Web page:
Q. Iodo-acetate inhibits enzyme by reacting with which group at the active site of the
enzyme?
A. Sulfhydryl group.

Q. What is the mechanism of inhibitory action of Di-isopropyl fluoro phosphate?


A. It inhibits enzymes with serine in their active centres, e.g. acetylcholine esterase.

Q. What is suicide inhibition?


A. In suicide inhibition, the structural analogue is converted to a more effective
inhibitor with the help of the enzyme to be inhibited. The inhibitor makes use of the
enzyme.s own reaction mechanism to inactivate it.
Q. What is the other term for suicide inhibition?
A. Mechanism based inactivation.

Q. Give examples for suicide inhibition.


A. Ornithine decarboxylase (ODC) is inhibited by difluro methyl ornithine (DFMO).
Another example is Allopurinol which is oxidised by xanthine oxidase to alloxanthine
that is a strong inhibitor of xanthine oxidase.

Q. What is allosteric inhibition?


A. Allosteric enzyme has one catalytic site where the substrate binds and another
separate allosteric site where the modifier binds.

Q. What are the salient features of allosteric inhibition?


A. (1) The inhibitor is not a substrate analogue. (2) It is partially reversible when
excess substrate is added. (3) Km is usually increased. (4) Vmax is reduced. (5) Most
allosteric enzymes possess quaternary structure. They are made up of subunits.

Q. Give examples for allosteric inhibition.


A. ALA synthase, aspartyl trans-carbamoylase, HMG CoA reductase

Q. What is covalent modification?


A. It means, either addition of a group to the enzyme protein by a covalent bond; or
removal of a group by cleaving a covalent bond.

Q. Give some examples of covalent modification.


A. Glycogen synthase is inactive, in the phosphorylated state, whereas glycogen
phosphorylase is active when phosphorylated.

Q. What is meant by induction?


A. Induction is effected at the level of DNA. The inducer will relieve the repression on
the operator site and will remove the block on the biosynthesis of the enzyme
molecules.

Q. Give an example of induction.


A. Induction of lactose-utilising enzymes in the bacteria when the media contains
lactose in the absence of glucose. In humans, Tryptophan pyrrolase and
transaminases are induced by glucocorticoids. Glucokinase is induced by glucose.
ALA synthase is induced by barbiturates.

Q. What are constitutive enzymes?


A. Enzymes whose concentration in a cell is independent of inducer are called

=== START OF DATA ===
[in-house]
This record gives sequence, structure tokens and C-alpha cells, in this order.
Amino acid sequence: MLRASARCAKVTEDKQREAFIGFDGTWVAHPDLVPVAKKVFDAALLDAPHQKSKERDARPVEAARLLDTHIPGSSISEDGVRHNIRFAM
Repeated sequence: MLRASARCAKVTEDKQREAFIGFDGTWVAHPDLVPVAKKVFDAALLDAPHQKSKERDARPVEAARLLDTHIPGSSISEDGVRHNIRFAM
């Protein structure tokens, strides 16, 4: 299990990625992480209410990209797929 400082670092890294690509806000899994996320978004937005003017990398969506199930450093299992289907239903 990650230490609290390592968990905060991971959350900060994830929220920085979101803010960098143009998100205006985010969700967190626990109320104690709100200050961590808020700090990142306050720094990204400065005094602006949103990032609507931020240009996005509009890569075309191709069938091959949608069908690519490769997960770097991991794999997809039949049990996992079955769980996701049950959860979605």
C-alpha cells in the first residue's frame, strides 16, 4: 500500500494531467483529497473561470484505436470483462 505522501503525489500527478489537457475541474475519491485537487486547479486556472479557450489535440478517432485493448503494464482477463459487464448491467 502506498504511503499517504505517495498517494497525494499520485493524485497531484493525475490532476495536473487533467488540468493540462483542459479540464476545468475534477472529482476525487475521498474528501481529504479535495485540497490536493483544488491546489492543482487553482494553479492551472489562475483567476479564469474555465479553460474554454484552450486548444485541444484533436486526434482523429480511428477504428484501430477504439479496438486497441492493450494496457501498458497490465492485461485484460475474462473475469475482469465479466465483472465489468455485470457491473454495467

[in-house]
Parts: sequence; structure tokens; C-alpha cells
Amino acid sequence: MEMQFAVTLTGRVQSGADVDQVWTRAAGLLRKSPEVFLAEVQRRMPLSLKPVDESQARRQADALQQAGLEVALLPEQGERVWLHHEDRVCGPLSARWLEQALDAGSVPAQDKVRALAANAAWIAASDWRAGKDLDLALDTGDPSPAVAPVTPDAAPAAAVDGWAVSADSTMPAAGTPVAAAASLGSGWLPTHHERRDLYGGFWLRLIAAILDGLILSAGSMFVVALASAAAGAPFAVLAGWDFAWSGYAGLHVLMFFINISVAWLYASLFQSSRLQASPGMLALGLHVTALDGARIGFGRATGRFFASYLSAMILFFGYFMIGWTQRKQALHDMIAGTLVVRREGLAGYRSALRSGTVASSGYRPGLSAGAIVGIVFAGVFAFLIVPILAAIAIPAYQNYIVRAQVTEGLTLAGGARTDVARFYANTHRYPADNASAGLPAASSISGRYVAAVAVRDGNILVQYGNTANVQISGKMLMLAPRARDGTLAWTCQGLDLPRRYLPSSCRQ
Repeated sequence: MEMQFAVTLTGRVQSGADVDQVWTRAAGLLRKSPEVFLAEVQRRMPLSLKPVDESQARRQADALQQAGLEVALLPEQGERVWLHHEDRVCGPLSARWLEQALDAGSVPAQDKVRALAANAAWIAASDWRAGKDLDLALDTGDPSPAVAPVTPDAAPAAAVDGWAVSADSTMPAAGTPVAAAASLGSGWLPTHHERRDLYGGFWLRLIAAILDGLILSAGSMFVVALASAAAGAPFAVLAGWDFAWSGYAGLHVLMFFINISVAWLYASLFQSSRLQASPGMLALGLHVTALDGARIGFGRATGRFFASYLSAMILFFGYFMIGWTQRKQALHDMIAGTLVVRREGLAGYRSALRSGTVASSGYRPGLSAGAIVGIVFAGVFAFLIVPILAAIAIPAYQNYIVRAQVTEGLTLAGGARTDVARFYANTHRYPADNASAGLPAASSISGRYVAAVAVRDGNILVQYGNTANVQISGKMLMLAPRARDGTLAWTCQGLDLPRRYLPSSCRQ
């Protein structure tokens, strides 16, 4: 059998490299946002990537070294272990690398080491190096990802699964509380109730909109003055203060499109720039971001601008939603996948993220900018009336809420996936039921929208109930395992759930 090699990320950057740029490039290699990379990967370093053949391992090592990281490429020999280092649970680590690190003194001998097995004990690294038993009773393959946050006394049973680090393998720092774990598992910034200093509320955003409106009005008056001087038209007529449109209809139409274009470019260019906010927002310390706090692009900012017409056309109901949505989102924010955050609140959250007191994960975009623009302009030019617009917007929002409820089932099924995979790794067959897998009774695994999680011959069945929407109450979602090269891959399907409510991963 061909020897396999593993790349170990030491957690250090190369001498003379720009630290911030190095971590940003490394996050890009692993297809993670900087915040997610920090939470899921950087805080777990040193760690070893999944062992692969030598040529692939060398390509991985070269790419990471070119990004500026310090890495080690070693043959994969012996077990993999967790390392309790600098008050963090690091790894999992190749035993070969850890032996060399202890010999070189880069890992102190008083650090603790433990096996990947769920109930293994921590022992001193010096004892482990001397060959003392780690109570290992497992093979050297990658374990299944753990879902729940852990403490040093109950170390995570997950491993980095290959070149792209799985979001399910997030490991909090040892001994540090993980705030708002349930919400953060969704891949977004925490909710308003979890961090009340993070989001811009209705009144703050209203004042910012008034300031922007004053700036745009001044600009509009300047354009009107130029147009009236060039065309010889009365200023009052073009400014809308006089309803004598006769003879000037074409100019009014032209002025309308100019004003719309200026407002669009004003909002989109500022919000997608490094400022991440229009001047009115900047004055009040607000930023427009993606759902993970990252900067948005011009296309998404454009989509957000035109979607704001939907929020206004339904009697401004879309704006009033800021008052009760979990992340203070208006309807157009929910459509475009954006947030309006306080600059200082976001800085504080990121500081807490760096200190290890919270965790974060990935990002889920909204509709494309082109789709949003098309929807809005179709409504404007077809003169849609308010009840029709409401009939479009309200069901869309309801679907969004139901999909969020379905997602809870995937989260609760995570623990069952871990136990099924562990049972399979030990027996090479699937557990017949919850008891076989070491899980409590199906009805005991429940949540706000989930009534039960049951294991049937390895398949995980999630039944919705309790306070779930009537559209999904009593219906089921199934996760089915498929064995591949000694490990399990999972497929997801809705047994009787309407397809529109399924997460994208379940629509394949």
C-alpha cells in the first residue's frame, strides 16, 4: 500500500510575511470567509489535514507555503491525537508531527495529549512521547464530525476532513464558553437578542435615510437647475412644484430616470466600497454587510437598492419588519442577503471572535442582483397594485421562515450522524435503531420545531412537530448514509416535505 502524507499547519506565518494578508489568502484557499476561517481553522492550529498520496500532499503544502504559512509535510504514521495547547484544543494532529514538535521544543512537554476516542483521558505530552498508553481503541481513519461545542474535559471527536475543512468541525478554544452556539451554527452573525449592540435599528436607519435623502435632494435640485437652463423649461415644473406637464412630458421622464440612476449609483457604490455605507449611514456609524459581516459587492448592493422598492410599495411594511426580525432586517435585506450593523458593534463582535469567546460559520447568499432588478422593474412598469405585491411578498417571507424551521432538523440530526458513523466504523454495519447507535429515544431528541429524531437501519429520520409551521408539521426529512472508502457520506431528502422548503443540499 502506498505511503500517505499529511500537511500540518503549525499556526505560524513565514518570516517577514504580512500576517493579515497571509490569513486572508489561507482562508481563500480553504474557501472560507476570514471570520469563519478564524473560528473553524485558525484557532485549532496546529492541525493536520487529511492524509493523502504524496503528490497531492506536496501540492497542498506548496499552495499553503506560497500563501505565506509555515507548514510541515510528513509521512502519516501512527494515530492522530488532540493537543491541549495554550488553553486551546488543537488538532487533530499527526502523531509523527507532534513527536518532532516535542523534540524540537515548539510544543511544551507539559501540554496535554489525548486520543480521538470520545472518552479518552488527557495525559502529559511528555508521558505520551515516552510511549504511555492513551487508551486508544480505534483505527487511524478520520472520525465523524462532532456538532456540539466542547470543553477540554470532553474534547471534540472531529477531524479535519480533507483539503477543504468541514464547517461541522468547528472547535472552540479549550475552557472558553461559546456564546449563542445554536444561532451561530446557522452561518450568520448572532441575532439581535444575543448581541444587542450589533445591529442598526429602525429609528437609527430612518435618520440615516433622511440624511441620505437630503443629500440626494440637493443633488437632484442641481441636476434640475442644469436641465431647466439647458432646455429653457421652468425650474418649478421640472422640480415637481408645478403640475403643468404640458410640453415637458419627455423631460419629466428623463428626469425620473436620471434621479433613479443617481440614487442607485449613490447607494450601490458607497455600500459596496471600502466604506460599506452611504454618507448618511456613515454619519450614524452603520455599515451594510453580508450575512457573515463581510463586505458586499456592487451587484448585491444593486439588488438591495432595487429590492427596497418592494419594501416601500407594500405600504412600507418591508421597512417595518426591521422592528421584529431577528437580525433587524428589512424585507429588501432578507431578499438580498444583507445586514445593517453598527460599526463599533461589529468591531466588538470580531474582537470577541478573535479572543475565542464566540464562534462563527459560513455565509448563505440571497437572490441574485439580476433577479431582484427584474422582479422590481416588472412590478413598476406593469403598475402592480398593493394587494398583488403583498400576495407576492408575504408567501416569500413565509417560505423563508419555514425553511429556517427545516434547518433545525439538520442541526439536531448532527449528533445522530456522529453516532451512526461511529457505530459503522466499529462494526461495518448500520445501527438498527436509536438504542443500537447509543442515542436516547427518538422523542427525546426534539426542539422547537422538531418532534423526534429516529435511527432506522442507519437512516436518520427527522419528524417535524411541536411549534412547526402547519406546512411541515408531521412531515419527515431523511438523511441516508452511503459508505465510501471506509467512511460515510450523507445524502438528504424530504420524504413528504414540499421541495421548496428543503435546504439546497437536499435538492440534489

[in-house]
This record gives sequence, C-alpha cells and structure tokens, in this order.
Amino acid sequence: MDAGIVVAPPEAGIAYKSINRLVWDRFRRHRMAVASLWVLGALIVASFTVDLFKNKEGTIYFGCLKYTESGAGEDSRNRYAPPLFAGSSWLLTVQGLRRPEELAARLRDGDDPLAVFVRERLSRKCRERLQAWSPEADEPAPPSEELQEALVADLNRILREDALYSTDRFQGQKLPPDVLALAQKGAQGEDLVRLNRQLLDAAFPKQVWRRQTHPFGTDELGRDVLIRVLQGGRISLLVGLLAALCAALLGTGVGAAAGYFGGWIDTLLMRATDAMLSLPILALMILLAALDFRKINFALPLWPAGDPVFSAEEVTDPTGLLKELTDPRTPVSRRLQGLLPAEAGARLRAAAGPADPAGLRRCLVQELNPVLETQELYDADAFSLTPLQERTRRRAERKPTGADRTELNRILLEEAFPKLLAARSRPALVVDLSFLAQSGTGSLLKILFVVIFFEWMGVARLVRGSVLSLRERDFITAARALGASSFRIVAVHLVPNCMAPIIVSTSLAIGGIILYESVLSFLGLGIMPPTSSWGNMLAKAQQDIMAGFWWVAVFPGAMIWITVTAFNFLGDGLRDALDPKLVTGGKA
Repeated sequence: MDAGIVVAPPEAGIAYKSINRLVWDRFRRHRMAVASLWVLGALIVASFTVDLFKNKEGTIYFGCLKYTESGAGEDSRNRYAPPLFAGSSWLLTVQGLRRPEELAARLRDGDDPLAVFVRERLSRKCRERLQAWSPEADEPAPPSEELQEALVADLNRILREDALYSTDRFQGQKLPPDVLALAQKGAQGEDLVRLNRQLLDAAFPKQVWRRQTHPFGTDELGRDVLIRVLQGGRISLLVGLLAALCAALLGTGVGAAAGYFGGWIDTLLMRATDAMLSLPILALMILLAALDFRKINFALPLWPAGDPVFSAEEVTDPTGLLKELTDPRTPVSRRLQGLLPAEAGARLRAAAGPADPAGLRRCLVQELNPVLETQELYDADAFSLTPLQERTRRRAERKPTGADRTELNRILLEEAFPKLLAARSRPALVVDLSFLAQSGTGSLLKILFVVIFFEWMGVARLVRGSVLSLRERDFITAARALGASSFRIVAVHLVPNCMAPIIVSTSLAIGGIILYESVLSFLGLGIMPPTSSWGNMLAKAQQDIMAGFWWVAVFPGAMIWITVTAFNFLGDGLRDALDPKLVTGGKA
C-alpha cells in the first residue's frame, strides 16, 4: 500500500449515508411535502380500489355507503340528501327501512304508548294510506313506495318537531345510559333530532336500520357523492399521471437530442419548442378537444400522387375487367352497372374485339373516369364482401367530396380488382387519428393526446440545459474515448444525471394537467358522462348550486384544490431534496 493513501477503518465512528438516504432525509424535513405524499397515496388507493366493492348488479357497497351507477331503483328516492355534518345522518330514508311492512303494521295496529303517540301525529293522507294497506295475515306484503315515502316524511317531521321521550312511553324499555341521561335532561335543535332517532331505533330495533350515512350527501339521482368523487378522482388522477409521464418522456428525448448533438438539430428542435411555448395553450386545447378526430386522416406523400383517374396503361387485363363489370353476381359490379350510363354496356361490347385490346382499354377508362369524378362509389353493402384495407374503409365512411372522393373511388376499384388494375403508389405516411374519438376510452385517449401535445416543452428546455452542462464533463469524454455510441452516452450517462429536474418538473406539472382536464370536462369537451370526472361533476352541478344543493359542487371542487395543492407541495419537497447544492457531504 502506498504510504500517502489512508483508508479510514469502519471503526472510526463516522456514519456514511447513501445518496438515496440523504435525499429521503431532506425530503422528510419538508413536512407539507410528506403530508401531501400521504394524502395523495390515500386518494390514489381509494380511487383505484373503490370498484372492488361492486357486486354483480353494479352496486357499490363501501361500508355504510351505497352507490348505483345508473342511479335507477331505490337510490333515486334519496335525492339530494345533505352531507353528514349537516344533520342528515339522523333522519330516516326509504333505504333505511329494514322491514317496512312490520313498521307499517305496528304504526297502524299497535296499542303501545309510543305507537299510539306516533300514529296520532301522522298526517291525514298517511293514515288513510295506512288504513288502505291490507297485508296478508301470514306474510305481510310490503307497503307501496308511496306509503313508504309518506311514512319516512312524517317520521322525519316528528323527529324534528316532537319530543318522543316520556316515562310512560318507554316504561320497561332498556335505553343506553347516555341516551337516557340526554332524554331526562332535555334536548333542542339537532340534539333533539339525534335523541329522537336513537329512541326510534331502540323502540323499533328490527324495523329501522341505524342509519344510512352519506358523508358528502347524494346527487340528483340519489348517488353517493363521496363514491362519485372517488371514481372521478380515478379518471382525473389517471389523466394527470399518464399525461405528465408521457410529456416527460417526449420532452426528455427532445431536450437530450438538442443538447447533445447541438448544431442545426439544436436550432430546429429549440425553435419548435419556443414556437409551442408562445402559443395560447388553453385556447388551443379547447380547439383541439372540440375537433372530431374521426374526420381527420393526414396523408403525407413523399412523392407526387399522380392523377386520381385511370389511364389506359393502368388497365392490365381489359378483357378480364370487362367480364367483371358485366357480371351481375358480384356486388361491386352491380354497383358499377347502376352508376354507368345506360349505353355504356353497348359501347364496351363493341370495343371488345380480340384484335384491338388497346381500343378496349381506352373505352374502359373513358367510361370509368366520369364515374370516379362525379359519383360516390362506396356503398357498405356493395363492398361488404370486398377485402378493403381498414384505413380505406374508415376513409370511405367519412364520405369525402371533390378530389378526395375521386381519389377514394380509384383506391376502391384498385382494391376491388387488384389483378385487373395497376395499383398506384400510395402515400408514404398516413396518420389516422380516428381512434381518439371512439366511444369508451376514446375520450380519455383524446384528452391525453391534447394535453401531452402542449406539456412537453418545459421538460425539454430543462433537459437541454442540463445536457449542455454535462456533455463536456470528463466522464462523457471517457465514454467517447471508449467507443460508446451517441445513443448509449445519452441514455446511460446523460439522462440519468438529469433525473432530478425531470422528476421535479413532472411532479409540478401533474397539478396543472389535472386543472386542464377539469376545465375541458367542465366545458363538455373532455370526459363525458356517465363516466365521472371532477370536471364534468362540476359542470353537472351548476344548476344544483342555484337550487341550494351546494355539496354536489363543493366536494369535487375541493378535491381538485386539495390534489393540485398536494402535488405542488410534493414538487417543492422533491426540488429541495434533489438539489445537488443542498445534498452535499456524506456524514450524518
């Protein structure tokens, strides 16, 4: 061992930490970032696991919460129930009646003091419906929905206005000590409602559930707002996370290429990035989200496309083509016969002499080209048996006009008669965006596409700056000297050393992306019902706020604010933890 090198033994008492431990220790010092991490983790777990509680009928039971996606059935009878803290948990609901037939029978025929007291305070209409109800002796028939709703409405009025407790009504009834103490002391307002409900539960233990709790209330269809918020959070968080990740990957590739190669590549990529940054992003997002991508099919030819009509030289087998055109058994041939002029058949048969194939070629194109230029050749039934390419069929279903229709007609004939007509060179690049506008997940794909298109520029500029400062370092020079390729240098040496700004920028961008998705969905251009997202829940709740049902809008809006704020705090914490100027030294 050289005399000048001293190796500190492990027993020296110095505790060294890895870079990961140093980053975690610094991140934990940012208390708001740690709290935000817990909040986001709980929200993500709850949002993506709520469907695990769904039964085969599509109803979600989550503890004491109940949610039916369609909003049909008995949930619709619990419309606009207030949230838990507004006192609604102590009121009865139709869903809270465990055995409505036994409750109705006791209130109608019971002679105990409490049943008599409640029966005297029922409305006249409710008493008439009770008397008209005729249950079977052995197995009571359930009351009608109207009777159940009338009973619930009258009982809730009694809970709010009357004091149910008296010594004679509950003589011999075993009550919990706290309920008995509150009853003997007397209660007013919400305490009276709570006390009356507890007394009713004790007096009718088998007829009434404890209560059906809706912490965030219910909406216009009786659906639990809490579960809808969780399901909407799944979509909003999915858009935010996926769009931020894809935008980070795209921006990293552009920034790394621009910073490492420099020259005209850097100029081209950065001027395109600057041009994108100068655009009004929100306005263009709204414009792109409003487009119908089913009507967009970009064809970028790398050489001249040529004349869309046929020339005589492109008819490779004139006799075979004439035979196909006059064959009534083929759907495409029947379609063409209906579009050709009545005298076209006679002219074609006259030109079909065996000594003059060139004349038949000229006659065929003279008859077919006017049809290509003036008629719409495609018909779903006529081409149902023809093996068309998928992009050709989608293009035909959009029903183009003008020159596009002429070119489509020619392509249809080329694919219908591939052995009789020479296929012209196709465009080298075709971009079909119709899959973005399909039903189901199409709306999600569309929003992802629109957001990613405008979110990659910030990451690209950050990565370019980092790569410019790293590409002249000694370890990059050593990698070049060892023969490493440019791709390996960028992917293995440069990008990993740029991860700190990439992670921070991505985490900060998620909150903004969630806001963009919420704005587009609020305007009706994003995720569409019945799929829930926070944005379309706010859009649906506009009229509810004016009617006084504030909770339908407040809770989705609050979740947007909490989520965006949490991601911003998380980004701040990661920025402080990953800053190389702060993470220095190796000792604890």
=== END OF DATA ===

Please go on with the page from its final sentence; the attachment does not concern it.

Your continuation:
constitutive enzymes.

Q. What is repression?
A. Repression acts at the gene level, the number of enzyme molecules is reduced in the
presence of repressor molecule.
Q. Give an example of repression.
A. The key enzyme of heme synthesis, ALA synthase is autoregulated by the heme by
means of repression.

Q. Give examples of multi-enzyme complexes.


A. Fatty acid synthase, pyruvate dehydrogenase, and alpha keto glutarate
dehydrogenase.

Q. What are the types of specificity shown by enzymes?


A. Absolute specificity, group specificity and streospecificity.

Q. Give an example for absolute specificity.


A. Urea is the only substrate for urease.

Q. Give an example for group specificity.


A. trypsin can hydrolyse peptide bonds formed by carboxyl groups of arginine or lysine
residues.

Q. What are iso-enzymes?


A. They are physically distinct forms of the same enzyme activity. They have
identical catalytic properties, but differ in structure.

Q. How to differentiate iso-enzymes.


A. Electrophoresis, heat stability, km value, inhibitor specificity, and tissue localization.

Q. Which is a functional enzyme in plasma?


A. They are actively secreted into plasma, and have some functions in the blood. For
example, enzymes of blood coagulation.

Q. What is non-functional enzymes in plasma?


A. They are coming out from cells due to normal wear and tear.

Enzymology-II Iso-Enzymes & Clinical Enzymology


Q. What is their clinical significance?
A. Their normal levels in blood are very low, but are drastically increased during
cell death (necrosis) or disease. Therefore, assays of these enzymes are very useful in
diagnosis of diseases.

Q. Lactate dehydrogenase has how many polypeptide subunits?


A. Four. It is a tetramer.

Q. Lactate dehydrogenase has how many iso-enzymes?


A. Five
Q. What are they? (Page 47)